|So what did Brown talk about over dinner?
||[Mar. 26th, 2010|09:38 am]
By Michael Savage
Europe’s leaders took their latest chance to catch up over dinner last night, a traditional do at the start of a European Council Summit. Another tradition is that while they shoot the breeze, their backroom teams work through the night to solve some intractable diplomatic problem or other. Up this time was no trifling matter, no pun intended. At stake was rescuing the euro from the worst crisis it has faced in its short, but relatively unblemished history. With Greece’s economy falling to pieces, all the talk was of coming up with a plan to stop it from damaging the currency further.
But Brown could enjoy his dinner in relative peace. With Britain still outside the eurozone, it wasn’t his problem. He could just sit on the sidelines and tut about how long the whole thing has taken to sort out. Naughty Greeks.
So what did he get up to while sipping on the aperitifs?
Well, first up, he’s got a pet project – setting up a European Peace Corps. The idea comes from the US. Under his plan, which he has taken up with the commission president, José Manuel Barroso, and our very own EU foreign affair supremo, Lady Ashton, thousands of young people could volunteer to work on EU humanitarian projects around the world. The volunteers would, hopes No.10, become the “human face” of EU relief efforts. Sounds like a goer and shouldn’t cost much as the volunteers from around Europe would work on existing EU schemes. Best of all, the Peace Corps would come under Lady Ashton’s external action service, so Britain gets the credit. Cheers!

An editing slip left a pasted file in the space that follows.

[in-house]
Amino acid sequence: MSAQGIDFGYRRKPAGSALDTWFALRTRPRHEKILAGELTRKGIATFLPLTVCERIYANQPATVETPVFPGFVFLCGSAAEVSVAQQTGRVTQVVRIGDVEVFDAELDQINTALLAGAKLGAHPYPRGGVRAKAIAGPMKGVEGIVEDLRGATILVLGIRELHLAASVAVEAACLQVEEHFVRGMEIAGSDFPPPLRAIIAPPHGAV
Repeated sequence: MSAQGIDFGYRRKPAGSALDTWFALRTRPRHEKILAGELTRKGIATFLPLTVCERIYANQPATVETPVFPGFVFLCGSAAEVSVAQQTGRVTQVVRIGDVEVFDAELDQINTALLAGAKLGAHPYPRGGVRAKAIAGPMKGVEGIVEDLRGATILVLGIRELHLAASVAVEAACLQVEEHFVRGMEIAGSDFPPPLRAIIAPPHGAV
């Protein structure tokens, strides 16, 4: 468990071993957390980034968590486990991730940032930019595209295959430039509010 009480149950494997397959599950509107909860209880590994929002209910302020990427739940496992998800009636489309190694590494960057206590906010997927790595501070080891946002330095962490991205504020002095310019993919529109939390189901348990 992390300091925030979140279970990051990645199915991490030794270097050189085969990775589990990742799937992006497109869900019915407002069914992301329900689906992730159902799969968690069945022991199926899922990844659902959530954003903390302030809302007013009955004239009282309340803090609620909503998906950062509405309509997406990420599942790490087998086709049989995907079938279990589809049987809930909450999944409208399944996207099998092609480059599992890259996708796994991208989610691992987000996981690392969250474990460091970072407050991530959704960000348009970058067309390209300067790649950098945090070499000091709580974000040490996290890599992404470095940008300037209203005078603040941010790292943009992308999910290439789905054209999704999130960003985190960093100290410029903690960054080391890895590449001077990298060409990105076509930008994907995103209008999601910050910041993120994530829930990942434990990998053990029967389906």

Good chat for the starter, but did Brown have anything more meaty to talk about over the main? Well, perhaps getting rid of the horrible talk of making the European Council into Europe’s “economic Government”. That kind of language is quite difficult for the PM to swallow as it causes awful problems back home.
But perhaps, more importantly, he may have found time to sneak a quick word with Frau Merkel. Word is that she could come over to Britain before the election. Back when Nicolas Sarkozy came to visit, the French President gave David Cameron what amounts to a bit of a kicking in diplomatic terms when he stood next to Brown and said he wished the Tory leader hadn’t taken his party out of the EU's main centre-right grouping, the European People's Party.
If Brown could persuade Merkel to go through with her visit and say something similar (her own party is also in the EPP), it would be a great pre-election boost. Not only would it dent Cameron’s European relations, but it would also underline Brown’s statesmanlike qualities. Let the schmoozing begin.